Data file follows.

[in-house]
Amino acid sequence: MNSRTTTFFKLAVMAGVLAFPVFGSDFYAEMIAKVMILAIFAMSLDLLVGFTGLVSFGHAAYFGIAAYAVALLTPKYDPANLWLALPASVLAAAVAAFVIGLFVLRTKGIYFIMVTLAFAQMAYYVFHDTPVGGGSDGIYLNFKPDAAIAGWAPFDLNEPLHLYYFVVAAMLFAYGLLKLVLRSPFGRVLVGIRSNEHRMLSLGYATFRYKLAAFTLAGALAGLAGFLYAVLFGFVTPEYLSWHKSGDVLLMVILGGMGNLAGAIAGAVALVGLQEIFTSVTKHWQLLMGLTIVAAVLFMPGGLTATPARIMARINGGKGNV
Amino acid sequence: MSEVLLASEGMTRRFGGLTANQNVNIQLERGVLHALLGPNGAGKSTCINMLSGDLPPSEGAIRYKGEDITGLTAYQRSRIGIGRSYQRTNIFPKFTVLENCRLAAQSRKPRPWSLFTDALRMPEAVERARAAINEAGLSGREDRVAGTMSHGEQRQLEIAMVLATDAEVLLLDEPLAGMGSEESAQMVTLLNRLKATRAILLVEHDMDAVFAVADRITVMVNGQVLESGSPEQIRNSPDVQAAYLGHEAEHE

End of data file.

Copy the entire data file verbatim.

[in-house]
Amino acid sequence: MNSRTTTFFKLAVMAGVLAFPVFGSDFYAEMIAKVMILAIFAMSLDLLVGFTGLVSFGHAAYFGIAAYAVALLTPKYDPANLWLALPASVLAAAVAAFVIGLFVLRTKGIYFIMVTLAFAQMAYYVFHDTPVGGGSDGIYLNFKPDAAIAGWAPFDLNEPLHLYYFVVAAMLFAYGLLKLVLRSPFGRVLVGIRSNEHRMLSLGYATFRYKLAAFTLAGALAGLAGFLYAVLFGFVTPEYLSWHKSGDVLLMVILGGMGNLAGAIAGAVALVGLQEIFTSVTKHWQLLMGLTIVAAVLFMPGGLTATPARIMARINGGKGNV
Amino acid sequence: MSEVLLASEGMTRRFGGLTANQNVNIQLERGVLHALLGPNGAGKSTCINMLSGDLPPSEGAIRYKGEDITGLTAYQRSRIGIGRSYQRTNIFPKFTVLENCRLAAQSRKPRPWSLFTDALRMPEAVERARAAINEAGLSGREDRVAGTMSHGEQRQLEIAMVLATDAEVLLLDEPLAGMGSEESAQMVTLLNRLKATRAILLVEHDMDAVFAVADRITVMVNGQVLESGSPEQIRNSPDVQAAYLGHEAEHE